My ex has been taking me to court for over 4 years to get my joint custody taken away. Her father worked for the courts for 25 years so she hasn’t had to get a lawyer and it’s obviously harassment but they still allow it. What can I do?
This question comes up a lot (in slightly different forms, but the core question, i.e., “At what point will the courts say ‘enough’ to my ex’s incessant litigating (typically over child custody and/or parent-time)?” remains the same).
Because I am a divorce and family lawyer in the state of Utah, I will answer your question in the context of the law and rules governing the state of Utah.
There are many approaches that one can take in response to an ex-spouse or coparent who litigates incessantly and for no good reason. One thing that I didn’t know about as an attorney until late in my career was a motion to have your ex-spouse found to be and then treated as a vexatious litigant under Rule 83 of the Utah Rules of Civil Procedure. Here is an excerpt from that rule:
(1) The court may find a person to be a “vexatious litigant” if the person, with or without legal representation, including an attorney acting pro se, does any of the following:
(A) In the immediately preceding seven years, the person has filed at least five claims for relief, other than small claims actions, that have been finally determined against the person, and the person does not have within that time at least two claims, other than small claims actions, that have been finally determined in that person’s favor.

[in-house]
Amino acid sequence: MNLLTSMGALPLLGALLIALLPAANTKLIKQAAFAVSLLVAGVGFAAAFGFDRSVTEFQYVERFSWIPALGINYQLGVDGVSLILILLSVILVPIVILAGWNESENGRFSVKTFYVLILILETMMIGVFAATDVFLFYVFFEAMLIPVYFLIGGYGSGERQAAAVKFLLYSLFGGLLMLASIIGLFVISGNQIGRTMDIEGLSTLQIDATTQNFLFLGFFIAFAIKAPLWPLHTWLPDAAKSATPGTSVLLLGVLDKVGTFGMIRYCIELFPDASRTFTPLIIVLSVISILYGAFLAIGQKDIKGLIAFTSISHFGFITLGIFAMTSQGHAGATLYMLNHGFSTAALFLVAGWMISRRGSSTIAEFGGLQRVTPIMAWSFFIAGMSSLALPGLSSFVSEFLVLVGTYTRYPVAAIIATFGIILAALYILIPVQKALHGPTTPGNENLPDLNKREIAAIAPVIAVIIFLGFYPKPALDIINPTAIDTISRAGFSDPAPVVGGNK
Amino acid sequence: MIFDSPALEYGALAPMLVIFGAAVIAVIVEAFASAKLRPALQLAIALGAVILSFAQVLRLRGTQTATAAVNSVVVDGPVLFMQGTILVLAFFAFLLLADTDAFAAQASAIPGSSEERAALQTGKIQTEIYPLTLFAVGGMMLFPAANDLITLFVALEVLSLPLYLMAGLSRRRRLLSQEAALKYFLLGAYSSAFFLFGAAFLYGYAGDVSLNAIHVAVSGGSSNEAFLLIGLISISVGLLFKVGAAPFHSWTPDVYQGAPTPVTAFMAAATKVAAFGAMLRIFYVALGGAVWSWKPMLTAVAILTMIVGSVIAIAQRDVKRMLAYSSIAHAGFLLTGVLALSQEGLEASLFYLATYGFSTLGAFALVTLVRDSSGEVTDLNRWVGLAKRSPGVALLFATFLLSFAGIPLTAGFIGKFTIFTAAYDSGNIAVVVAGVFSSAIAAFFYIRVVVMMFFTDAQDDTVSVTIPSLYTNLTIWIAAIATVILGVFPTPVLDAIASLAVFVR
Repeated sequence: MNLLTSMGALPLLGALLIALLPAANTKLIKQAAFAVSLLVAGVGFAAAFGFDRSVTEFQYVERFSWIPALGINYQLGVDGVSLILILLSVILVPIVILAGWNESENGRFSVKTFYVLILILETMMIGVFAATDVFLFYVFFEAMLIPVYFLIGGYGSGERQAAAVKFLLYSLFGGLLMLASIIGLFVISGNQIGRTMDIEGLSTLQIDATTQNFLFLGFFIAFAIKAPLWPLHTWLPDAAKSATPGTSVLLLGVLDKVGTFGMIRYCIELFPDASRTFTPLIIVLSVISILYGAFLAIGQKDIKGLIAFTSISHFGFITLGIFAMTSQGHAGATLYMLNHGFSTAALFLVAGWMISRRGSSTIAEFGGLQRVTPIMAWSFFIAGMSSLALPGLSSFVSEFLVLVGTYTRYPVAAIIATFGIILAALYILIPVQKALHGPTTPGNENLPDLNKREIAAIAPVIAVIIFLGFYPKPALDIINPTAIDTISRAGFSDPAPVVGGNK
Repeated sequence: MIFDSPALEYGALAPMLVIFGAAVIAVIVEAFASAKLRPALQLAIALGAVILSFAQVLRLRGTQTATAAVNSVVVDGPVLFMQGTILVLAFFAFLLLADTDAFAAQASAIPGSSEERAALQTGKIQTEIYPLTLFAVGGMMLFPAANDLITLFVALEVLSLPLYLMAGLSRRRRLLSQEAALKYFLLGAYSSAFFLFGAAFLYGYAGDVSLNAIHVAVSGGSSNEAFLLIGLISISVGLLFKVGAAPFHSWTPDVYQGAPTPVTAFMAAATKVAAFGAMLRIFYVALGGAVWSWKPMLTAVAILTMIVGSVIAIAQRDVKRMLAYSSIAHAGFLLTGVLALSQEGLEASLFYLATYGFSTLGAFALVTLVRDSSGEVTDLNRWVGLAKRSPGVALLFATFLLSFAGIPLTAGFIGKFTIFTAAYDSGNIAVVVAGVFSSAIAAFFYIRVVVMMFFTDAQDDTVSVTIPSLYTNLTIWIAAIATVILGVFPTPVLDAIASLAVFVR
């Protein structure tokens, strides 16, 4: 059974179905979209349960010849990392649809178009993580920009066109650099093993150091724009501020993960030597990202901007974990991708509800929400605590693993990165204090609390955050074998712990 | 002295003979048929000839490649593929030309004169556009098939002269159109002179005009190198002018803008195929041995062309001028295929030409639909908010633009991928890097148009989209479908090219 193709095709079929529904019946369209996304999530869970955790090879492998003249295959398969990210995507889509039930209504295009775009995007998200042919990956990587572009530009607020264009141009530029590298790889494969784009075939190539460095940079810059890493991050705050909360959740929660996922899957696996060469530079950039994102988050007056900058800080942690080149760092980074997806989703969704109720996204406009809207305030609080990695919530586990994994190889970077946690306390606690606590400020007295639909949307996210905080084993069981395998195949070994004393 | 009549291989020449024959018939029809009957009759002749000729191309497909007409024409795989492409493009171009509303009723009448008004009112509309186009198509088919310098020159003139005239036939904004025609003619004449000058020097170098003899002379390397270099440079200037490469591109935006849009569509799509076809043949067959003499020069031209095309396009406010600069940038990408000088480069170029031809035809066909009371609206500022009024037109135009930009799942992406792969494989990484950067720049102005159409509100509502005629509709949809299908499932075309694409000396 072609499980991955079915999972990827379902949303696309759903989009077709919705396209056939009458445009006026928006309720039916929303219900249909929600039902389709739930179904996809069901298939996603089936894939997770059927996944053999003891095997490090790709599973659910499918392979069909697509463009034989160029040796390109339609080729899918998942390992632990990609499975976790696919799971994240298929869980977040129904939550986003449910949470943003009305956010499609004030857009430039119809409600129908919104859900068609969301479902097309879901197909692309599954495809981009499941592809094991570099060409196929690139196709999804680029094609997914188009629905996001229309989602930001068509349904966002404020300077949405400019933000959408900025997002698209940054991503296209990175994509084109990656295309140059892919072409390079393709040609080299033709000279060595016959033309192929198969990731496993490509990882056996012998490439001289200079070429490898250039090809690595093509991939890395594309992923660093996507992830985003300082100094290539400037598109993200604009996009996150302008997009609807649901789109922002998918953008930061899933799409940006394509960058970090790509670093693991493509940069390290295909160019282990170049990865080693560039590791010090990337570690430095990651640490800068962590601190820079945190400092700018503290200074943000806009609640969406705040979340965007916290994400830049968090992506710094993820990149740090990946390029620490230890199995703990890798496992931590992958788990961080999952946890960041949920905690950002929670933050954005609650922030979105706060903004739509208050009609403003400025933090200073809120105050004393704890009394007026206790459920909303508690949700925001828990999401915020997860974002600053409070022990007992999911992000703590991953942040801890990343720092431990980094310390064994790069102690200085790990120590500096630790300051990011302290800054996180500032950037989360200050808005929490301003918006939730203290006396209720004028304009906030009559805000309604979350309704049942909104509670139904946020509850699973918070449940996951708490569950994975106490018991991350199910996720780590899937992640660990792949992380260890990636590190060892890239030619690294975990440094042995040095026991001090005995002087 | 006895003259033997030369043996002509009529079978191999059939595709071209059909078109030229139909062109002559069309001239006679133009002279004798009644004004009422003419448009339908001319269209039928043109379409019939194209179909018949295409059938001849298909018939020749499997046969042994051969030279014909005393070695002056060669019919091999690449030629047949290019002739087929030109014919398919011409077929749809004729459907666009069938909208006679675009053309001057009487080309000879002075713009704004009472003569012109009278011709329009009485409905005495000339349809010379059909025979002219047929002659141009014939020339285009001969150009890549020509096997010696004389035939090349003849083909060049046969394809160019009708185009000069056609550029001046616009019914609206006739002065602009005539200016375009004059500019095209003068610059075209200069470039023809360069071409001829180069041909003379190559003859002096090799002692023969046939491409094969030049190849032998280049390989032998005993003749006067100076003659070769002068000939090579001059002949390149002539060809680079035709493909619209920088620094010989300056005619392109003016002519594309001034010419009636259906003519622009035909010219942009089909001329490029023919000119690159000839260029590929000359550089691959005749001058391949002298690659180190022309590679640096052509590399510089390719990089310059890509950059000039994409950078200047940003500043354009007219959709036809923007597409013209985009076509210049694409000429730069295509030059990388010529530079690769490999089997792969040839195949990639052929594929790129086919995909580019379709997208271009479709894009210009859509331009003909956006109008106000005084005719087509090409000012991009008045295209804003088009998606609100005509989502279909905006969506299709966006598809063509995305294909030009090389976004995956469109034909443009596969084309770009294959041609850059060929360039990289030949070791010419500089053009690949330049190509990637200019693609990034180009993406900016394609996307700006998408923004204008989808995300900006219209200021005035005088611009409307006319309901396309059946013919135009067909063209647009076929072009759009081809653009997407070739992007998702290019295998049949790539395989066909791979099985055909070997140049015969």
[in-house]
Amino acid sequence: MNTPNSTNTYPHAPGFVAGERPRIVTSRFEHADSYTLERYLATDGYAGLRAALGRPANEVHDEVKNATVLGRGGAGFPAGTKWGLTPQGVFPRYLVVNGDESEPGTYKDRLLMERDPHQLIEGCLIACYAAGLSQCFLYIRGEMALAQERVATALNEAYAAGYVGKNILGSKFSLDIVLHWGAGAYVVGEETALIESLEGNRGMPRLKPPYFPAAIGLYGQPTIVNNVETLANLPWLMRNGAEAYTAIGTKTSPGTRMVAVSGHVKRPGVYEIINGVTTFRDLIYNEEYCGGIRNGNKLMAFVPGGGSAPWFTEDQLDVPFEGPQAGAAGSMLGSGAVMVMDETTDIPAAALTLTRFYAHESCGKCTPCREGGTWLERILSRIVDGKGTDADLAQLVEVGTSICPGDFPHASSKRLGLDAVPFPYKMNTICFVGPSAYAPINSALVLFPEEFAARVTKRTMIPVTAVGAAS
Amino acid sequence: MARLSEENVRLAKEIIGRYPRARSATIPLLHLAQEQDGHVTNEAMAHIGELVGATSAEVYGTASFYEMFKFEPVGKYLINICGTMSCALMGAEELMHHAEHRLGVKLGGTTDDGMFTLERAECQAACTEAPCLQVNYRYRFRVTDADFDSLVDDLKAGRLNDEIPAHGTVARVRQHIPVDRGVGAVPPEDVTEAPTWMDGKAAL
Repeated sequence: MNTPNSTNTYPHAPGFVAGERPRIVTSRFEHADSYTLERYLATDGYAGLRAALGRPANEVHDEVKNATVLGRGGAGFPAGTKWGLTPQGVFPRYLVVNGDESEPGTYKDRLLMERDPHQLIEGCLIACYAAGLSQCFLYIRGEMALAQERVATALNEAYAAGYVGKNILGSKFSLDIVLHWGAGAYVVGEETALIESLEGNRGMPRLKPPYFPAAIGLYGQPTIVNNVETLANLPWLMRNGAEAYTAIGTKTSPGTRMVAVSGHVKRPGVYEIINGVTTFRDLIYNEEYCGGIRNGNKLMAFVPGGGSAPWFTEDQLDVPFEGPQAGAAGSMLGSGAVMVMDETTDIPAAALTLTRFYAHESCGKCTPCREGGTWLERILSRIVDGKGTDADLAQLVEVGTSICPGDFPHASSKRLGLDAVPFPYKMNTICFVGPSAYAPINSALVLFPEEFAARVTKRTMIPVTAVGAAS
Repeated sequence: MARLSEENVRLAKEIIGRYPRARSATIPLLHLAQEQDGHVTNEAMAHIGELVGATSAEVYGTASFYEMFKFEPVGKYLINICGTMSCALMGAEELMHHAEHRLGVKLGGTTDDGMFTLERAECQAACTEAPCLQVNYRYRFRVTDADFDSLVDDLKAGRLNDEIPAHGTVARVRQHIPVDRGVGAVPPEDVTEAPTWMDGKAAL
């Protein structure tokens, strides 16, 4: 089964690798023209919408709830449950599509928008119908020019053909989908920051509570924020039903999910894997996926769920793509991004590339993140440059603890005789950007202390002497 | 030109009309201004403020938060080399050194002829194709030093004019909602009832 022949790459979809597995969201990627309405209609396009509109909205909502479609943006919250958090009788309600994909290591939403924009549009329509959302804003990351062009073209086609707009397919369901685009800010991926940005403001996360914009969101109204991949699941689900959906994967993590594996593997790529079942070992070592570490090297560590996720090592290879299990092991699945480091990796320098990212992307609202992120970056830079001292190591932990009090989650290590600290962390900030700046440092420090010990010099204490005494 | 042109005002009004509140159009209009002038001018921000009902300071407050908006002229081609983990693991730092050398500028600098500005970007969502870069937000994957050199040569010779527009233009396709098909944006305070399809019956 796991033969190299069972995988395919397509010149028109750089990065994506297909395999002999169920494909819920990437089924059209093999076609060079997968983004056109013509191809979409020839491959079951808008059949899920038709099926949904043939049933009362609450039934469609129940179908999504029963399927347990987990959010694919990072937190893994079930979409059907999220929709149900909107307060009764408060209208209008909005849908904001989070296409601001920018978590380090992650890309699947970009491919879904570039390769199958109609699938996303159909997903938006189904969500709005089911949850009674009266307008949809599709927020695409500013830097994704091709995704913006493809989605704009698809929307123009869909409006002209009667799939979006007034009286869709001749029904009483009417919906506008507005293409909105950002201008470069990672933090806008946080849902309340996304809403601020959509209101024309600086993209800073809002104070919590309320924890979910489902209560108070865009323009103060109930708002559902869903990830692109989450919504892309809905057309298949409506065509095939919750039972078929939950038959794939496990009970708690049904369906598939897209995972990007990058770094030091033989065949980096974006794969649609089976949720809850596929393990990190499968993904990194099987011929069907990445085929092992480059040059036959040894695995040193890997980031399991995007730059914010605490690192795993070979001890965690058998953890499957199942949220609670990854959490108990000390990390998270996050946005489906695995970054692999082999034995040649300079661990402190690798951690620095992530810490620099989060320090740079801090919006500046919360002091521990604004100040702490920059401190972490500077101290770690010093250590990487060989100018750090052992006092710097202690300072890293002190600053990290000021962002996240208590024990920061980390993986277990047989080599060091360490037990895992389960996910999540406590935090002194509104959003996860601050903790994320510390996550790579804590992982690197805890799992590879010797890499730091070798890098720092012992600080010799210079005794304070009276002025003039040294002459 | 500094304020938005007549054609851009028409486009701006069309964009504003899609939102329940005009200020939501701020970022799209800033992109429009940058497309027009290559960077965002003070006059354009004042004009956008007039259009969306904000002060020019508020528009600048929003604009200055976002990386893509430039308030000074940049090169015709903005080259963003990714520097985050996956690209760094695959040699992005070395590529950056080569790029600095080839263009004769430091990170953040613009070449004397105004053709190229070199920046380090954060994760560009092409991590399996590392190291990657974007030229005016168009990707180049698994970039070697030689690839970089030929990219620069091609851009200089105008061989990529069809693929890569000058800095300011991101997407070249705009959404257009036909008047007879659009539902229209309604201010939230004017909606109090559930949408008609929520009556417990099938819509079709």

(B) After a claim for relief or an issue of fact or law in the claim has been finally determined, the person two or more additional times re-litigates or attempts to re-litigate the claim, the issue of fact or law, or the validity of the determination against the same party in whose favor the claim or issue was determined.
(C) In any action, the person three or more times does any one or any combination of the following:
(i) files unmeritorious pleadings or other papers,
(ii) files pleadings or other papers that contain redundant, immaterial, impertinent or scandalous matter,
(iii) conducts unnecessary discovery or discovery that is not proportional to what is at stake in the litigation, or
(iv) engages in tactics that are frivolous or solely for the purpose of harassment or delay.
(D) The person purports to represent or to use the procedures of a court other than a court of the United States, a court created by the Constitution of the United States or by Congress under the authority of the Constitution of the United States, a tribal court recognized by the United States, a court created by a state or territory of the United States, or a court created by a foreign nation recognized by the United States.
(b) Vexatious litigant orders. The court may, on its own motion or on the motion of any party, enter an order requiring a vexatious litigant to:
(1) furnish security to assure payment of the moving party’s reasonable expenses, costs and, if authorized, attorney fees incurred in a pending action;
(2) obtain legal counsel before proceeding in a pending action;
(3) obtain legal counsel before filing any future claim for relief;
(4) abide by a prefiling order requiring the vexatious litigant to obtain leave of the court before filing any paper, pleading, or motion in a pending action;
(5) abide by a prefiling order requiring the vexatious litigant to obtain leave of the court before filing any future claim for relief in any court; or
(6) take any other action reasonably necessary to curb the vexatious litigant’s abusive conduct.
Utah Family Law, LC | divorceutah.com | 801-466-9277